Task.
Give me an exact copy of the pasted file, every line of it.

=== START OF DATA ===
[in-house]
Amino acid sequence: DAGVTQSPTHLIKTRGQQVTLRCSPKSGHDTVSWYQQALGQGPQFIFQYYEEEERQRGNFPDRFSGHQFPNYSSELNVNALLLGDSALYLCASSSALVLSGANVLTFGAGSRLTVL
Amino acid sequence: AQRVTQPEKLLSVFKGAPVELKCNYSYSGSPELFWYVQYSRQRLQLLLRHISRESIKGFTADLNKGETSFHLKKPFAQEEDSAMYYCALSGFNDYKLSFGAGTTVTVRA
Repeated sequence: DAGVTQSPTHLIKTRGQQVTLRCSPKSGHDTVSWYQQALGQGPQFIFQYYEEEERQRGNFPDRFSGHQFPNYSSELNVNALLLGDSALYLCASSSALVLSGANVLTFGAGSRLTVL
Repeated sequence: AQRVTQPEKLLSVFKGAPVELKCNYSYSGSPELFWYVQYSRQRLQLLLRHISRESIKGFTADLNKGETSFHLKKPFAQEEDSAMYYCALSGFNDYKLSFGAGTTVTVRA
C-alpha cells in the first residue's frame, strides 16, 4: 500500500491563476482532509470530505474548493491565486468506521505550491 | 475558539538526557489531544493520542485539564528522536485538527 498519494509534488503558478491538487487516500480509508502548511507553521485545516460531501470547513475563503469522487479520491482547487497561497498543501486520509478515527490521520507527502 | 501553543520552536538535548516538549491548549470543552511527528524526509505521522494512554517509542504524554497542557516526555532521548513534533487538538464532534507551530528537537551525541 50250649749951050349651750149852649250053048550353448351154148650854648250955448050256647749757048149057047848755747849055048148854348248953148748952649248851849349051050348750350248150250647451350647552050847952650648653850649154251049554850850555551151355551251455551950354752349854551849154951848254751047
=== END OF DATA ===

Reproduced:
[in-house]
Amino acid sequence: DAGVTQSPTHLIKTRGQQVTLRCSPKSGHDTVSWYQQALGQGPQFIFQYYEEEERQRGNFPDRFSGHQFPNYSSELNVNALLLGDSALYLCASSSALVLSGANVLTFGAGSRLTVL
Amino acid sequence: AQRVTQPEKLLSVFKGAPVELKCNYSYSGSPELFWYVQYSRQRLQLLLRHISRESIKGFTADLNKGETSFHLKKPFAQEEDSAMYYCALSGFNDYKLSFGAGTTVTVRA
Repeated sequence: DAGVTQSPTHLIKTRGQQVTLRCSPKSGHDTVSWYQQALGQGPQFIFQYYEEEERQRGNFPDRFSGHQFPNYSSELNVNALLLGDSALYLCASSSALVLSGANVLTFGAGSRLTVL
Repeated sequence: AQRVTQPEKLLSVFKGAPVELKCNYSYSGSPELFWYVQYSRQRLQLLLRHISRESIKGFTADLNKGETSFHLKKPFAQEEDSAMYYCALSGFNDYKLSFGAGTTVTVRA
C-alpha cells in the first residue's frame, strides 16, 4: 500500500491563476482532509470530505474548493491565486468506521505550491 | 475558539538526557489531544493520542485539564528522536485538527 498519494509534488503558478491538487487516500480509508502548511507553521485545516460531501470547513475563503469522487479520491482547487497561497498543501486520509478515527490521520507527502 | 501553543520552536538535548516538549491548549470543552511527528524526509505521522494512554517509542504524554497542557516526555532521548513534533487538538464532534507551530528537537551525541 50250649749951050349651750149852649250053048550353448351154148650854648250955448050256647749757048149057047848755747849055048148854348248953148748952649248851849349051050348750350248150250647451350647552050847952650648653850649154251049554850850555551151355551251455551950354752349854551849154951848254751047